Republican U.S. Rep. Walter B. Jones Jr. of North Carolina, a once-fervent supporter of the 2003 invasion of Iraq who later became an equally outspoken critic of the war, died Sunday on his 76th birthday.
The congressman’s office confirmed his death in a statement, saying Jones died in Greenville, North Carolina. His health declining in recent months, Jones entered hospice care in January after breaking his hip. He had been granted a leave of absence from Congress in late 2018 and was sworn in for his last term back home.
Jones was a political maverick unafraid to buck his own party. He was one of the first Republicans to reverse direction on the war in Iraq, even as his North Carolina district included the sprawling Marine installation Camp Lejeune.
His ultimate opposition to the Iraq war came with the irony that he instigated a symbolic slap against the French when their country early on opposed U.S. military action. Jones was among the House members who led a campaign that resulted in the chamber’s cafeteria offering “freedom fries” and “freedom toast” — instead of French fries and French toast.
Jones said he introduced legislation that would have required President George W. Bush’s administration to begin withdrawing troops in 2006 because the reason given for invading Iraq, weapons of mass destruction, had proved false.
“If I had known then what I know now, I wouldn’t have supported the resolution” to go to war, Jones said in 2005. Jones took heat for his reversal from GOP colleagues. He ultimately signed well over 11,000 letters to the families of dead troops, describing that as a penance of sorts.
“For me, it’s a sacred responsibility that I have to communicate my condolences to a family,” Jones said in a 2017 interview with The Associated Press. “And it’s very special to me because it goes back to my regretting that I voted to go into the Iraq war.”
Jones, who had served in Congress since 1995, had already announced his 2018 campaign would be his last. His death means Democratic Gov. Roy Cooper will schedule a special election to decide who will complete Jones’ two-year term in the coastal 3rd Congressional District. State law requires the schedule include primary races as well in the GOP-leaning district. No specific dates are mandated in the law for the elections.
Jones also was a relentless advocate for campaign finance reform and controlling the national debt. The fiscal and social conservative won unopposed in last November’s general election after fending off Republican primary challengers stoked partly by Jones’ willingness to dissent from the Washington leaders of his party. For example, he voted against the tax overhaul promoted by President Donald Trump and a “repeal and replace” plan for President Barack Obama’s health care law.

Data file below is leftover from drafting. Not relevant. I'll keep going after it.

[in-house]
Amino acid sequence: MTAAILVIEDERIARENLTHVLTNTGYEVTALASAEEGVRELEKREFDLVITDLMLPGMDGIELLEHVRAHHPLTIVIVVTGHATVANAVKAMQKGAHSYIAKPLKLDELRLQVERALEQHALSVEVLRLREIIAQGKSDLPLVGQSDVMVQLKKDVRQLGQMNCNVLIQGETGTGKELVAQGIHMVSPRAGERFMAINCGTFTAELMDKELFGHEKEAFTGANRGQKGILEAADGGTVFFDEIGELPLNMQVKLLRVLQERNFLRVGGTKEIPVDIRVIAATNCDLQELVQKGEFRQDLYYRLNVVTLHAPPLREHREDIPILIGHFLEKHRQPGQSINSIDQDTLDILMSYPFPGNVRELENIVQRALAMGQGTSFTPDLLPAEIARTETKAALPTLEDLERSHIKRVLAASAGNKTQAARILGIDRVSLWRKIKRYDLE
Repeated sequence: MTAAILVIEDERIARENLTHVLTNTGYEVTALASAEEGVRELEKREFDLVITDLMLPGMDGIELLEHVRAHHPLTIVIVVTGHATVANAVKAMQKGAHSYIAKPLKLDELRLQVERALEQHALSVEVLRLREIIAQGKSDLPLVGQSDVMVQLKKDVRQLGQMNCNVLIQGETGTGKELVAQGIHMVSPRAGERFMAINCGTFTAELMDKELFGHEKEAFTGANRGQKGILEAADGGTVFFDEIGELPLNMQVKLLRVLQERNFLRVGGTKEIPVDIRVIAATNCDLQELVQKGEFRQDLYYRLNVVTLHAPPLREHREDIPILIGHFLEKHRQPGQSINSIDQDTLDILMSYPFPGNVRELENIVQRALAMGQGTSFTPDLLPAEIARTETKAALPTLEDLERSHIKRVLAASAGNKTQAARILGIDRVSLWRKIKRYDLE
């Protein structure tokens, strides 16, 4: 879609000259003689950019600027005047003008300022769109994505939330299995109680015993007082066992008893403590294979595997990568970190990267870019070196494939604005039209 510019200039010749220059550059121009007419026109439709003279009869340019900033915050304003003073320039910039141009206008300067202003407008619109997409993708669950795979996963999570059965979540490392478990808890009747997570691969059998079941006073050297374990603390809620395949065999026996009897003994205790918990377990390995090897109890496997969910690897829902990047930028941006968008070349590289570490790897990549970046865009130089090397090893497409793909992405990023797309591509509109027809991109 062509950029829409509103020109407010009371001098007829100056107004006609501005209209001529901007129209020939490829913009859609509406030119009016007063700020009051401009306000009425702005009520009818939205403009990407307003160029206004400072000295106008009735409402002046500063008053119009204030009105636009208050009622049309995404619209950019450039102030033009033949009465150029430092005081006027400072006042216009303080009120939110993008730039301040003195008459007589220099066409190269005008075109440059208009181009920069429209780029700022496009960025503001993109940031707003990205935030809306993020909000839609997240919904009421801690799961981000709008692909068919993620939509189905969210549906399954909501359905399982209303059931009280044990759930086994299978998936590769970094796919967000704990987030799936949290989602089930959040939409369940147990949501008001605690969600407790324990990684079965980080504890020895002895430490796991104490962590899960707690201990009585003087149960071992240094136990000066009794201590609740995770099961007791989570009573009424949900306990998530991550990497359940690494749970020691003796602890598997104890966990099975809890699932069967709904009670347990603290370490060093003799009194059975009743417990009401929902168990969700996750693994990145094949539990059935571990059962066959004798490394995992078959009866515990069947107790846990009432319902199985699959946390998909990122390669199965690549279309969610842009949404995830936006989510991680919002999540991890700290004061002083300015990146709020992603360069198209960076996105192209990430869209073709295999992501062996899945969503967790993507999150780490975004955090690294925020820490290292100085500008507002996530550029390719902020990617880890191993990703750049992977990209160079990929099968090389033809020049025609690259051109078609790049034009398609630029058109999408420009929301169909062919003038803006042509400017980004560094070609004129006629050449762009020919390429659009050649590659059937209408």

In a 2018 AP interview, Jones said that he wasn’t afraid to oppose GOP leaders “when I don’t think they’re right.”
“It’s absolutely about principle,” he said. “When I leave Congress, I would rather have one thing said about me: ‘I will never question Walter Jones’ integrity.'”
House Speaker Nancy Pelosi said in a release that Jones’ “relentless work on behalf of our men and women in uniform, veterans, military families and caregivers honored our American values and strengthened our country.”
“He will be long remembered for his tireless advocacy for eastern North Carolina, which he loved dearly, and for always following his convictions, no matter the political cost,” added Republican U.S. Sen. Thom Tillis of North Carolina.
Either Jones or his father, Walter Jones Sr., represented eastern North Carolina in Congress for five decades. The elder Jones, a Democrat, represented the region from 1966 until his death in 1992. Walter Jones Jr., then also a Democrat, lost the party primary to succeed him. He became a Republican and was sent to Washington two years later.
Walter Beamon Jones Jr. was born in Farmville in 1943. He attended Hargrave Military Academy in Virginia during high school and then graduated with a bachelor’s degree from Atlantic Christian College — now known as Barton College — in 1966.
He served in the North Carolina state House from 1982 through 1992, where he often clashed with Democratic leaders. He and Cooper were among 20 House Democrats who joined Republicans in toppling state Democratic Speaker Liston Ramsey from power in 1989.
In a statement, Cooper on Sunday called Jones a longtime friend and “public servant who was true to his convictions and who will be missed.”
Survivors include his wife, Joe Anne, and a daughter, Ashley. Funeral arrangements weren’t immediately announced.